How to do a DIY experiment on your block
to measure. It’s the ones that get turned into profit such as the stuff you harvest: lambs, grapes, apples, lettuces, wheat grains. Disappointingly, this is often the measurement that gets missed by scientists.
However, it is also important to measure ‘intermediate’ parameters, such as growth during the whole season, plant nutrient levels etc, as these are important for helping you to understand what is going on.
There is a mantra in science that ‘correlation does not imply causation’. That is, if you only measure yield, you don't know why the yield increased so you only have a correlation which is weak science. If you measure other parameters, these can point to how the increase was caused, giving you stronger science.
What time frame do they cover?
For products such as biostimulants that have an immediate and relatively short term effect, trial duration is typically one crop cycle, based on the assumption that there is little or no residual effect; if you stop using the product, then the effect stops after a week to a few months.
However, it is rare for effects to be truly short term so, if resources allow, the experiment should be run for three to five years to see what the long-term effects are.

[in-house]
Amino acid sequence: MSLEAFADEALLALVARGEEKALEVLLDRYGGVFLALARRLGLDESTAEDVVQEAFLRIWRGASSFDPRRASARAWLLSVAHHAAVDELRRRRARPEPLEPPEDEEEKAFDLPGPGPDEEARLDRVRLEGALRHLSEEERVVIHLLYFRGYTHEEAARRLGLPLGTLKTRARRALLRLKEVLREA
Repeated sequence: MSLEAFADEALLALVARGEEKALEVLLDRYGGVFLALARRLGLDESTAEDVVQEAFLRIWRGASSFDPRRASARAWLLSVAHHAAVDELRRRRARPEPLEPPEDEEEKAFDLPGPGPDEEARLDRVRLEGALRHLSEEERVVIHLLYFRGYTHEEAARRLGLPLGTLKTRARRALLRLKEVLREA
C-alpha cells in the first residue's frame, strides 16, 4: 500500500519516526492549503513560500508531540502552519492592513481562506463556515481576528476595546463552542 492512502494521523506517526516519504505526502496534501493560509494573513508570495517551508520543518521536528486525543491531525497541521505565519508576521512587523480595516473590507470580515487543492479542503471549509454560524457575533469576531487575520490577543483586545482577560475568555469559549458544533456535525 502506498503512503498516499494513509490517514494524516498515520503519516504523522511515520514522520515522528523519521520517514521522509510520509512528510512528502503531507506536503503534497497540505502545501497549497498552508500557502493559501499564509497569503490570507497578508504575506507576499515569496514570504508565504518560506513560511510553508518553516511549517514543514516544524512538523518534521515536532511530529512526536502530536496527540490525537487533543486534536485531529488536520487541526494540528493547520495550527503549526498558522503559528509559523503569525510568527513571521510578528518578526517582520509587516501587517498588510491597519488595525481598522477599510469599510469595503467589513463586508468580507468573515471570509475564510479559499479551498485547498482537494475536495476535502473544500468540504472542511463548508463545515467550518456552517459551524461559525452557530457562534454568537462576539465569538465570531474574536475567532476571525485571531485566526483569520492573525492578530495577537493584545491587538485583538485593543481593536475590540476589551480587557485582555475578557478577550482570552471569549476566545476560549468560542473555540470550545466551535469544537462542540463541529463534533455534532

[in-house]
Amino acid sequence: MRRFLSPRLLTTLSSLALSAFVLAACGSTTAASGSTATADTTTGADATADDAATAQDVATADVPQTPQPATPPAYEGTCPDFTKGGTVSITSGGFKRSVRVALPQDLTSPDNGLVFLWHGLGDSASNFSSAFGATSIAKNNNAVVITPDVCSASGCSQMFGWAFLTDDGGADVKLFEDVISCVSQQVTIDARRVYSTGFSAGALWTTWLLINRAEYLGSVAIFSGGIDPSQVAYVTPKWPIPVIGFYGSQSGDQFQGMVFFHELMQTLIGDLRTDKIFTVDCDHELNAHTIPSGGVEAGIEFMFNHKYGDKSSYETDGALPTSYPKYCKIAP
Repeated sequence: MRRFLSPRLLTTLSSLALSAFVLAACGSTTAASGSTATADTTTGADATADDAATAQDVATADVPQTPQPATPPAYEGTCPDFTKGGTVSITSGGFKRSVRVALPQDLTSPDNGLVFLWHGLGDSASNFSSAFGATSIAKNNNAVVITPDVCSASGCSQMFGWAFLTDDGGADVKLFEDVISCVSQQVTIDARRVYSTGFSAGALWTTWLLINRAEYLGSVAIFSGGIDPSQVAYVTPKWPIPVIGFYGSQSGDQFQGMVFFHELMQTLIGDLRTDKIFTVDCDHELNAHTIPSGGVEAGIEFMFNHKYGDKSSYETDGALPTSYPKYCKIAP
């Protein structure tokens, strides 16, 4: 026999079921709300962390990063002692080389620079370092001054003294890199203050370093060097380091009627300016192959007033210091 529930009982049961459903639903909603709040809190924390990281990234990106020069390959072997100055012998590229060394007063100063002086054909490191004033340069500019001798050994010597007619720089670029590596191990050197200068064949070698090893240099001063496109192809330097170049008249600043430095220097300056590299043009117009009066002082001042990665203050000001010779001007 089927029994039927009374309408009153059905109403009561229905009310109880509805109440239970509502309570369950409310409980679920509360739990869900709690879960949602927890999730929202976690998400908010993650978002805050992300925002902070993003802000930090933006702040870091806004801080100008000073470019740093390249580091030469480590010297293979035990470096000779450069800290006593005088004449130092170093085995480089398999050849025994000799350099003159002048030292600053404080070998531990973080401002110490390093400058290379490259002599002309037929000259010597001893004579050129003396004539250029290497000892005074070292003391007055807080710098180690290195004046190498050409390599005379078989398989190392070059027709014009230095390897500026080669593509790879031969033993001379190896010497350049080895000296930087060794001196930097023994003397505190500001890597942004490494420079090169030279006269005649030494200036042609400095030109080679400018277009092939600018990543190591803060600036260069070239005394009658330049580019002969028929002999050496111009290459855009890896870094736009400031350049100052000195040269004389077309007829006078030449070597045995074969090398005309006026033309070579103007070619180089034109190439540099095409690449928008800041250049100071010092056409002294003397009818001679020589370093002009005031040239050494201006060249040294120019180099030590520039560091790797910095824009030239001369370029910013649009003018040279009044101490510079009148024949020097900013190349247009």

For products such as biofertilisers or anything that impacts on soil processes, duration should be as long as possible because soil processes and performance change very slowly. It really can take decades for the long-term effects to be fully shown. Truly long-term soil experiments around the world have now been running for over a century and data from these shows that it takes up to 50 years for soil to truly reach a new equilibrium. When the first 10-30 years data from these experiments are analysed they often give quite different results compared with analysis after 50 years. If scientists are being really hard core about such trials, they will throw out the data from the first five years, have a look to see if there are any trends in the next five years, and then consider data after the first decade as starting to become reliable. If you are running or looking at data from experiments that affect the soil, a trial should really be kept running for five years at a minimum, but ideally a decade.